Sunday, February 14, 2010
Sermon for the Transfiguration of Our Lord (February 14, 2010)
“A Glimpse of Glory” (Luke 9:28-36)
Western-Washingtonians know all about clouds. You see a lot of them here. According to the National Climatic Data Center, Seattle has an annual average of 201 days where the sky is completely cloudy and 93 days where it is partly cloudy. Do the math. That’s 294 days of clouds. 294 days where the sun is completely hidden or partially obscured. I could have sworn it was more than that. Sometimes it sure feels like it, especially during the dark, dreary days of winter. There may be a day where you get to see that occasional “blue hole” … a patch of sky peeking through above you. But the clouds soon rearrange themselves, erasing the blue and replacing it with a variation of a shade of gray.
Once in a while, we do have a winter’s day where there’s hardly a cloud in the sky. The sun shines brightly. The temperature may be in the 30’s or 40’s. But you can still stand outside and look up and feel the warmth of the sun on your face. On those days, you get a glimpse of what summer has in store for you.
A Glimpse of Glory
The inner circle of Jesus’ disciples got a glimpse of what was in store for them and all Christians. They got a glimpse of glory. Jesus invited Peter, James, and John to join him up on a mountaintop to pray. While he was praying, something happened. Luke writes, “The appearance of his face was altered, and his clothing became dazzling white.” Matthew says, “his face shone like the sun and his clothes became as white as light.” (Matt. 17:2) In describing this event, Matthew and Mark use the word from which we get the name of this day on our liturgical calendar. They both write that Jesus was “transfigured.” Although he was fully human, something different was happening to his human body. Jesus was also fully God, and now his own divine glory was shining through his human body.
The disciples also received a glimpse of the glory of heaven when they saw two saints from the Old Testament appear with Jesus. Moses and Elijah appeared and spoke with Jesus. Luke tells us that they were talking about his “departure.” In the Greek the word is “exodus.” Moses knew a little bit about another “exodus.” He led the Israelites in their departure from slavery in Egypt into freedom as God’s own special people, chosen in order to bring about the Savior. Jesus’ departure was all about leading people enslaved to sin into the freedom of forgiveness and new life through faith in his work as that promised Savior who came from the people of Israel.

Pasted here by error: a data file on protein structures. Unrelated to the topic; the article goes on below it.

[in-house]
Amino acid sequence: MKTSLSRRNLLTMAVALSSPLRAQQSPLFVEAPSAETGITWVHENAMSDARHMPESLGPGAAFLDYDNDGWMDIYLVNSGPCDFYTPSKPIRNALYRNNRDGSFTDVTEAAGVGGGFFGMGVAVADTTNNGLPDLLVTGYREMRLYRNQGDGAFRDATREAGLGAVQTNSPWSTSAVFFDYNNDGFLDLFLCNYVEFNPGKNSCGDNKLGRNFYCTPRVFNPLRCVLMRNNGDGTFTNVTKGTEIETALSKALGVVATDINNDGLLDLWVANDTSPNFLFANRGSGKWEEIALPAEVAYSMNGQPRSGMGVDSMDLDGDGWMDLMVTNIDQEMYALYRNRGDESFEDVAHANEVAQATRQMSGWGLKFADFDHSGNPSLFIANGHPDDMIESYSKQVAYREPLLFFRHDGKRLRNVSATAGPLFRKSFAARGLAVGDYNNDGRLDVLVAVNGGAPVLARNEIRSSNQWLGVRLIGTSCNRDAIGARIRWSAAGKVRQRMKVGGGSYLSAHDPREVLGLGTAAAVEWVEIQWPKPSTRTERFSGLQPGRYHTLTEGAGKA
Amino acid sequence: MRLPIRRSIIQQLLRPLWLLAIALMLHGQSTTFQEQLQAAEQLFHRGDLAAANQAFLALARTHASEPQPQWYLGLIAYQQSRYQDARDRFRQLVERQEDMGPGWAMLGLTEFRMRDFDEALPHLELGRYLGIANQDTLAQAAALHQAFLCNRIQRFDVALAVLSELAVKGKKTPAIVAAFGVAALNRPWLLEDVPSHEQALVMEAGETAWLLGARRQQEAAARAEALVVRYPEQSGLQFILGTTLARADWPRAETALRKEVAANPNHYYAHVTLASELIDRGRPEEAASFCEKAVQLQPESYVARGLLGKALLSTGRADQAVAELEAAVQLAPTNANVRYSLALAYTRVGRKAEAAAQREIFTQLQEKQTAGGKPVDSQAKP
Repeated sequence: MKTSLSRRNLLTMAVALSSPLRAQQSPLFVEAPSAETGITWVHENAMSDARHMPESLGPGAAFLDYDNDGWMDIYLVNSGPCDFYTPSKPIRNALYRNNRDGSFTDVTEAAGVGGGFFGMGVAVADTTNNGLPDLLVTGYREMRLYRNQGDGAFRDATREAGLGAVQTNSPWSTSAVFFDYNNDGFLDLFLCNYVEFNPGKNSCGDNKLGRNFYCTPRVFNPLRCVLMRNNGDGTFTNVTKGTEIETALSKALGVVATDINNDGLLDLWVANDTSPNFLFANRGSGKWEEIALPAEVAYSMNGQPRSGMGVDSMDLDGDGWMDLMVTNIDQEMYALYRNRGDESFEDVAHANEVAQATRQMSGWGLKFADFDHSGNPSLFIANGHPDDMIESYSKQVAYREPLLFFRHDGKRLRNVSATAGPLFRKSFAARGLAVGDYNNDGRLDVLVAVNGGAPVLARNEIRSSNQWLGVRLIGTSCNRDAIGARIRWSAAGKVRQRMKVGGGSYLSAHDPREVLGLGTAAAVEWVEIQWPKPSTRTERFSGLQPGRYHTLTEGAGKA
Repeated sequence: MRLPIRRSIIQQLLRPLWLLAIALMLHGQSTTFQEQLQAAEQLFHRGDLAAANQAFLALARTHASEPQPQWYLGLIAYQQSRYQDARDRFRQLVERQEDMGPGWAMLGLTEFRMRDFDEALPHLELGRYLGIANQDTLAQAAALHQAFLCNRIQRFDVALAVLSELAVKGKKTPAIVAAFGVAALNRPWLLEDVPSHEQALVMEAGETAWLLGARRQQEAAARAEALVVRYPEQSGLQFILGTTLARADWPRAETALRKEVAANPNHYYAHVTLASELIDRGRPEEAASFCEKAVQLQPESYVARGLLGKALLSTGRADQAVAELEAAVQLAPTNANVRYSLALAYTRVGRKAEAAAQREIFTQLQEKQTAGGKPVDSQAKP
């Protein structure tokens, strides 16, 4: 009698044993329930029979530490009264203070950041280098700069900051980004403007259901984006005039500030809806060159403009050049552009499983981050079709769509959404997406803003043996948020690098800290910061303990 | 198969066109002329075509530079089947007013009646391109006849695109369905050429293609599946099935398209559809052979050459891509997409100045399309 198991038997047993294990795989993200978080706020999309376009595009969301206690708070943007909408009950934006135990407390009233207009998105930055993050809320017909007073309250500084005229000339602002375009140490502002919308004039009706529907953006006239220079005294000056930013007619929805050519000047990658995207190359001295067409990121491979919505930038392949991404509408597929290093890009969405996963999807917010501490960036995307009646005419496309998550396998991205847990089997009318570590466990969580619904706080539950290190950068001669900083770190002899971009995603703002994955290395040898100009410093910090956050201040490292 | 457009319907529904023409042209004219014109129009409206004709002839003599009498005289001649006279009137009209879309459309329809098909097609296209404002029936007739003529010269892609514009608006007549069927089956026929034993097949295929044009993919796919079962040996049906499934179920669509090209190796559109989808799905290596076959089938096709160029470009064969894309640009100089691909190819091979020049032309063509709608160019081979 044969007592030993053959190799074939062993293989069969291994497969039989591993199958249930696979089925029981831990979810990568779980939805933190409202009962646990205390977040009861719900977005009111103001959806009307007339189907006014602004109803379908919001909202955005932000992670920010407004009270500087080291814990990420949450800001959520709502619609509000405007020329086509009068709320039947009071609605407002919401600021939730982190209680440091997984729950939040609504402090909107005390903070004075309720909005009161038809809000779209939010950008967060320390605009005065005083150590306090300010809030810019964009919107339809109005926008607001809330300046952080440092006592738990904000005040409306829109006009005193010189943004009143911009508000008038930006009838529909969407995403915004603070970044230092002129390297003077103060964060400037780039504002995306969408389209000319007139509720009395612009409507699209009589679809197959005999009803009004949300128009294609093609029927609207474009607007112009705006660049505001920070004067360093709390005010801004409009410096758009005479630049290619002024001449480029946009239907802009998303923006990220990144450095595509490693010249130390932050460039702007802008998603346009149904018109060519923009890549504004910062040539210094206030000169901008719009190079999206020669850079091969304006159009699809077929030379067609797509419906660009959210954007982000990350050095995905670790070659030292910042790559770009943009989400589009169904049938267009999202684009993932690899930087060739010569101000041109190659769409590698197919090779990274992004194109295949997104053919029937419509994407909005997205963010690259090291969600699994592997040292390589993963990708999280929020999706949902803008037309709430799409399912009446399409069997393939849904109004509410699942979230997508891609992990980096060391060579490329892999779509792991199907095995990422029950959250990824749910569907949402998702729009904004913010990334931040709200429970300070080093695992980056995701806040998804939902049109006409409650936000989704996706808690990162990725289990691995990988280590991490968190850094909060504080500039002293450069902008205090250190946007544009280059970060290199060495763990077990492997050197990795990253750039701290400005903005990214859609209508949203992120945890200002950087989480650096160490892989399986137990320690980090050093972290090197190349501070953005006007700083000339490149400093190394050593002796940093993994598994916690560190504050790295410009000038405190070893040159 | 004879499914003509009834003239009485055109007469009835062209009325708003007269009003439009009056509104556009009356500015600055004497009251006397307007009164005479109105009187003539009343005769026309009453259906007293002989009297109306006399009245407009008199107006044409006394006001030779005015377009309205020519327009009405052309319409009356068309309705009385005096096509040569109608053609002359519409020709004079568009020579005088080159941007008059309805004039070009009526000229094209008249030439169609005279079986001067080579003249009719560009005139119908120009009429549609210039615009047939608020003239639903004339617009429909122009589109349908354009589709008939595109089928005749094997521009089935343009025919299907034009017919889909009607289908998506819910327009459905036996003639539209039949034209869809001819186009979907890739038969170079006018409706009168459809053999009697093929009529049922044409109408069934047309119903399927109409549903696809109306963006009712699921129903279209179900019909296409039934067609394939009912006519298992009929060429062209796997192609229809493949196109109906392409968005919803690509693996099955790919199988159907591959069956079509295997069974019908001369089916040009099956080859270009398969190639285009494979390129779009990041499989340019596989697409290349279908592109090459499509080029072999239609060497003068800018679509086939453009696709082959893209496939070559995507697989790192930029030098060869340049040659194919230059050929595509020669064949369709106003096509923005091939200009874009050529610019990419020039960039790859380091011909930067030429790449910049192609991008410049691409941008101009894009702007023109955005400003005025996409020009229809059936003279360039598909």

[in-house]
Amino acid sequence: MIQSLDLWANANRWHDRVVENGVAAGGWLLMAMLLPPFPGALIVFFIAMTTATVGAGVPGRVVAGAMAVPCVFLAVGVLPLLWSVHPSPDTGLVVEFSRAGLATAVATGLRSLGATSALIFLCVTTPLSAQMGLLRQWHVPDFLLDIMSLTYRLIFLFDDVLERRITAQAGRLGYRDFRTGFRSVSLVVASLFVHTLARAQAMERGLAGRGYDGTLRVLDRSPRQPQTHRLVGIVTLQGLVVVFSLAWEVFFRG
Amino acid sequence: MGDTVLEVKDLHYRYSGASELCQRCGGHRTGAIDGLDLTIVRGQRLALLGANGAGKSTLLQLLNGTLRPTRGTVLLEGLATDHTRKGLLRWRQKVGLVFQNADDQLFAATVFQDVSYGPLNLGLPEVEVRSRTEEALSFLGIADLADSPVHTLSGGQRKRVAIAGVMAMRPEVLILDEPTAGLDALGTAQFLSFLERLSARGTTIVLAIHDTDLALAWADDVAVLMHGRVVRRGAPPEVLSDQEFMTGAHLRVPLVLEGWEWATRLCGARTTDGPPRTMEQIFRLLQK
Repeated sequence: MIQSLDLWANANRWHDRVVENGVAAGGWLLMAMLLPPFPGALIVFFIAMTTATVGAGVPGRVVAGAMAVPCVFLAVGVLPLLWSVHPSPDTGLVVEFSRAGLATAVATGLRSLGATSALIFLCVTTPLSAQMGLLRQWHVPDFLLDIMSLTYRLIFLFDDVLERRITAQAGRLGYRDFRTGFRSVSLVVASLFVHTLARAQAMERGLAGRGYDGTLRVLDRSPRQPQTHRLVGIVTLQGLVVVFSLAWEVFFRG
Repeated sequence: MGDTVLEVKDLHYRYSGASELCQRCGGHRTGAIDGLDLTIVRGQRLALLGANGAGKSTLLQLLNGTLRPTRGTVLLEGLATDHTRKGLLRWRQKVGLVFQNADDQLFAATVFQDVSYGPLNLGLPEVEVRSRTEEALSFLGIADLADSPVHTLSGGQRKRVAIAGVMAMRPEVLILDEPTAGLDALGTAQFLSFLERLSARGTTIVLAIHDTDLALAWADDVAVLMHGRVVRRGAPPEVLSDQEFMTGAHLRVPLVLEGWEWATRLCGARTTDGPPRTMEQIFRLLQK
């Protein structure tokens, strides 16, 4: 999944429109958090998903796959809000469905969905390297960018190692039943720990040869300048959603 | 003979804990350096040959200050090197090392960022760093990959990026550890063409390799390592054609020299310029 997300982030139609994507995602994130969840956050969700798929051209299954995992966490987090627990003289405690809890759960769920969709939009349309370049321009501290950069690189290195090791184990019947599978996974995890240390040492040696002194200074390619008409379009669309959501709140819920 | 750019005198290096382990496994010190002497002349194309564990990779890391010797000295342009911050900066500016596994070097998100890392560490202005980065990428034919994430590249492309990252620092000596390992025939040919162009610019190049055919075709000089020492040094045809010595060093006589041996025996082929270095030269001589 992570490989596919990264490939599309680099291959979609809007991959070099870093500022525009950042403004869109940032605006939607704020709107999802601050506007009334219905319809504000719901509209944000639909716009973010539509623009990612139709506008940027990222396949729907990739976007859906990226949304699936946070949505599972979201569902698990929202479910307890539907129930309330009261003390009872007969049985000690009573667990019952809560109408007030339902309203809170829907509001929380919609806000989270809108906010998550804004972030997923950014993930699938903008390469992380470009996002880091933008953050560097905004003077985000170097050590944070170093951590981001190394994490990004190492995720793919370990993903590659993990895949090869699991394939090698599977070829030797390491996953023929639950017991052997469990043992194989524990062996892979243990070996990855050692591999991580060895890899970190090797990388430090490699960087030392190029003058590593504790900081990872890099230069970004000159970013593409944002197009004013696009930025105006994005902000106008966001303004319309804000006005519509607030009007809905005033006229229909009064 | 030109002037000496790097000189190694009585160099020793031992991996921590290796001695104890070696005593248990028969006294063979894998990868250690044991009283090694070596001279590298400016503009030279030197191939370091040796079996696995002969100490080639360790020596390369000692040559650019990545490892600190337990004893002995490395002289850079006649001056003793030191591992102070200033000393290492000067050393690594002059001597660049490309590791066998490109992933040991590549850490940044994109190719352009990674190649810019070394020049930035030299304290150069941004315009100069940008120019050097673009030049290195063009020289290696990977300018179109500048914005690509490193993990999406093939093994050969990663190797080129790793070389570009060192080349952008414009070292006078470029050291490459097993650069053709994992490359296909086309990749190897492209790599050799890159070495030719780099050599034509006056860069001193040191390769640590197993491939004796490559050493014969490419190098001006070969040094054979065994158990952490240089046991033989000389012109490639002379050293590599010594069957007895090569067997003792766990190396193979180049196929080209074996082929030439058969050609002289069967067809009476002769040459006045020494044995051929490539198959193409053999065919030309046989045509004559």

A Cloudy Forecast
Peter got so excited about that glimpse of glory that he wanted to set up camp and worship there. “Master, it is good that we are here,” Peter said. “Let us make three tents, one for you and one for Moses and one for Elijah.” But that was not in God’s plan. Peter in his excitement didn’t really know what he was talking about. This glimpse of glory was not meant to last.
As Peter was speaking, a cloud came and overshadowed them. Being on such a high mountain, you can imagine that it may have been like a thick fog that settles in on a mountain side or that rolls up over the ridge. In fact, the Evangelist tells us that Peter, James, and John were afraid as they “entered” the cloud. It must have completely enveloped the whole party there on the peak. The suddenness of it brought fear to their hearts.
I remember one particular trip we took over Stevens Pass. We were returning from a trip east of the mountains. It was raining as we ascended and passed through Leavenworth. Even then, I was getting nervous. I had a feeling as we approached the crest that we may be facing fog on the other side. Sure enough, we did. Now, I think that driving west on Highway 2 is treacherous enough. That stretch of road just this side of the ski area makes me sick to my stomach. It seems as if you are going to drive right off into the abyss. Add a pea soup-like fog into the mix … well, that’s enough to give a guy a heart attack. My heart was racing, my hands clung tightly to the wheel, my palms dripped with sweat, and my eyes strained to keep an eye on the only thing I could see … a pale strip of white just in front of and to the right of our vehicle, my only hope of staying on the road.